It's a shame that Black History Month doesn't come around more than once a year -- especially when it brings with it work this excellent. Thursday, Feb. 24, HBO presents "Thurgood," starring Laurence Fishburne in a role that could define his mature years as an actor.
Based on the Broadway bioplay by George Stevens Jr., the film is from a live performance at the Kennedy Center's Eisenhower Theater in Washington, D.C., as Fishburne virtually transforms himself into the late Justice Thurgood Marshall and tells his life story.
Marshall's life in so many ways is the story of the Civil Rights movement, and is in itself one of the great victories in the ongoing struggle for social equality. Fishburne tells the story as Marshall, in first person, with all of the appropriately colorful gusto and conviction of the justice himself.
Beginning with his early days in Baltimore and his harrowing trips to the South, facing the raw hatred of lynch mobs and violent opposition to social integration, Fishburne chronicles Marshall's fight to become a lawyer that eventually led to his filing suit against the University of Maryland School of Law, resulting in the defeat of the state's segregationist education policy. That case, Murray vs. Pearson, helped to pave the way for his career-defining fight as chief counsel for the NAACP, Brown vs. Board of Education, which led to the integration of schools nationwide.
Eventually, President Lyndon B. Johnson would tap Marshall in 1967 to become the nation's first African-American Supreme Court justice.
There's something absolutely riveting about a show like this that goes beyond just the facts and the subject of the play. It's something almost alchemical that relates to the illusion of authority. The challenge for any actor in any production is, of course, to convince the audience that he or she is the person being portrayed.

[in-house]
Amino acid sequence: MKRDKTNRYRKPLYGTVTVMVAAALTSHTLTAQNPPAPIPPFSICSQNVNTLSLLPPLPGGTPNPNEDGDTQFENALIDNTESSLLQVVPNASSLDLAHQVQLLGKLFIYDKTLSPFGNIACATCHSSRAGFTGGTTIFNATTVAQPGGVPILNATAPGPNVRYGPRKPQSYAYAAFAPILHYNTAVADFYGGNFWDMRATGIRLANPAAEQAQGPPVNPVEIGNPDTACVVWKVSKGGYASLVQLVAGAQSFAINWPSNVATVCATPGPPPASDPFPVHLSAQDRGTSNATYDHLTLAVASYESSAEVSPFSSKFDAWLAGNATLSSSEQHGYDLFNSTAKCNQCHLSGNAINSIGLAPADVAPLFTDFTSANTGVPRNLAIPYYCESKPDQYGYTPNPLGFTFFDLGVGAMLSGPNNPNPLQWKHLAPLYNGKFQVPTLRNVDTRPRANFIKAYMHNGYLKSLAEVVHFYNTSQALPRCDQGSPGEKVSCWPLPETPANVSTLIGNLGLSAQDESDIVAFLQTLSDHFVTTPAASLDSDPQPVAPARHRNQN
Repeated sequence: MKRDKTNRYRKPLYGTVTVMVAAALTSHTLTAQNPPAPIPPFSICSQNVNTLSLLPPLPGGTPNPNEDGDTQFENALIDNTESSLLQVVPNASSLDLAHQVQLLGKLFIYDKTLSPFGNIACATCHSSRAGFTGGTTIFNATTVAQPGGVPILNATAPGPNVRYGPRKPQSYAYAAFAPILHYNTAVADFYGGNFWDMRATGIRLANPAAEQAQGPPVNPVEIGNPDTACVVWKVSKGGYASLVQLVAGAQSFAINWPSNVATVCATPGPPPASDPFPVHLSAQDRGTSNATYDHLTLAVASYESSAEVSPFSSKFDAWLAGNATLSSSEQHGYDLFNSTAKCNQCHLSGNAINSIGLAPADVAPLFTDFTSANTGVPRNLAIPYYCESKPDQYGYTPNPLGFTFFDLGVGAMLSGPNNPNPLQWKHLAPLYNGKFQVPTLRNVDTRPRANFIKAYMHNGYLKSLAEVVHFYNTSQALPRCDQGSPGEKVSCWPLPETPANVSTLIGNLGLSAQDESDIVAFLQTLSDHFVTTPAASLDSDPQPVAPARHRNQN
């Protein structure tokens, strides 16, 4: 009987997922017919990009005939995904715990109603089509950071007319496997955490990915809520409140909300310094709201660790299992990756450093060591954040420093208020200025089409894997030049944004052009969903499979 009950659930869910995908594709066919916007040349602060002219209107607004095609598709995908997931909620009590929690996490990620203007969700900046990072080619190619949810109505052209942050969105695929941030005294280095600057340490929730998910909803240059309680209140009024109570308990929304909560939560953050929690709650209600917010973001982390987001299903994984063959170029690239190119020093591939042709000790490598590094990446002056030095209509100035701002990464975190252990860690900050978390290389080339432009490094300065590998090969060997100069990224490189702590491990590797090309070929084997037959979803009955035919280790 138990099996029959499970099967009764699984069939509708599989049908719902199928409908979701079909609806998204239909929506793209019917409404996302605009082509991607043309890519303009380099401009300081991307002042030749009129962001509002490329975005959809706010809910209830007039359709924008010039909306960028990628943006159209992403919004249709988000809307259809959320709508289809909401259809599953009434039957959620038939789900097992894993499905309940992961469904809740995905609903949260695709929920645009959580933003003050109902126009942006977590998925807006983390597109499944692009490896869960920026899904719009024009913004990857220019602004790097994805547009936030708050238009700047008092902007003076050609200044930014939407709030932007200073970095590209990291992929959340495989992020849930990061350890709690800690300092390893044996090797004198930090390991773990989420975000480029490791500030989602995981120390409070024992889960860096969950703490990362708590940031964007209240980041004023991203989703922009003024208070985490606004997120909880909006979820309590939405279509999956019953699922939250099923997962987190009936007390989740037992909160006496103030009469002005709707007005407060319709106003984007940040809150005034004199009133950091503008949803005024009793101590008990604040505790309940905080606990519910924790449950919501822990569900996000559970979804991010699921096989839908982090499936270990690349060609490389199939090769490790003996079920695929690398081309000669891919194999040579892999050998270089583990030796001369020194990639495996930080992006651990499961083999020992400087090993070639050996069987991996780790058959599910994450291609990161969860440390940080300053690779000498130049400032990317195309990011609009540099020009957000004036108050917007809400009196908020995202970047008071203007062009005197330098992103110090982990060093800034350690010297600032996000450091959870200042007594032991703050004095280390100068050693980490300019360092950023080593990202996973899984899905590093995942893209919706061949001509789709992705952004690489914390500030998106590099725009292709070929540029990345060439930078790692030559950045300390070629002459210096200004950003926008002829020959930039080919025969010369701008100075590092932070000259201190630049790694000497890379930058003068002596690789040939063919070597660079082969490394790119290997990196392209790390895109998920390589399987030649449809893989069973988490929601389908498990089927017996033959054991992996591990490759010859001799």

But the stakes in the one-person historical show are particularly high: The actor has no one to play off of for reaction, typically few if any props, and can rely only on his or her skills, the quality of the script and the personality being portrayed for reference. It takes a masterful talent to pull it off, but when it's done well, the effect is nothing short of transformative.
In the best one-person shows -- such as Hal Holbrook's "Mark Twain Tonight!" and William Gibson's "Golda's Balcony," with Tovah Feldshuh as Golda Meir -- the actor will disappear completely behind the conviction and authority of the voice being heard and the mannerisms seen, to the extent that one has to remind oneself periodically that it's a play that's being presented.
In the case of "Thurgood," Fishburne's performance is at least as transformative as Jamie Foxx's Academy Award-winning turn in "Ray," and possibly more so. He embodies Marshall as a man of dignity, principles and plenty of wit and humor, undoubtedly drawn from Fishburne's own emotions and experiences growing up in an America still not free from the shackles of racial injustice.
Ultimately, we're left with a personal portrait of the man behind the justice that's at times funny, touching, tragic or some combination. It's entertainment based on history that also happens to be historic entertainment. And it shouldn't be missed.Copyright © 2015, The Baltimore Sun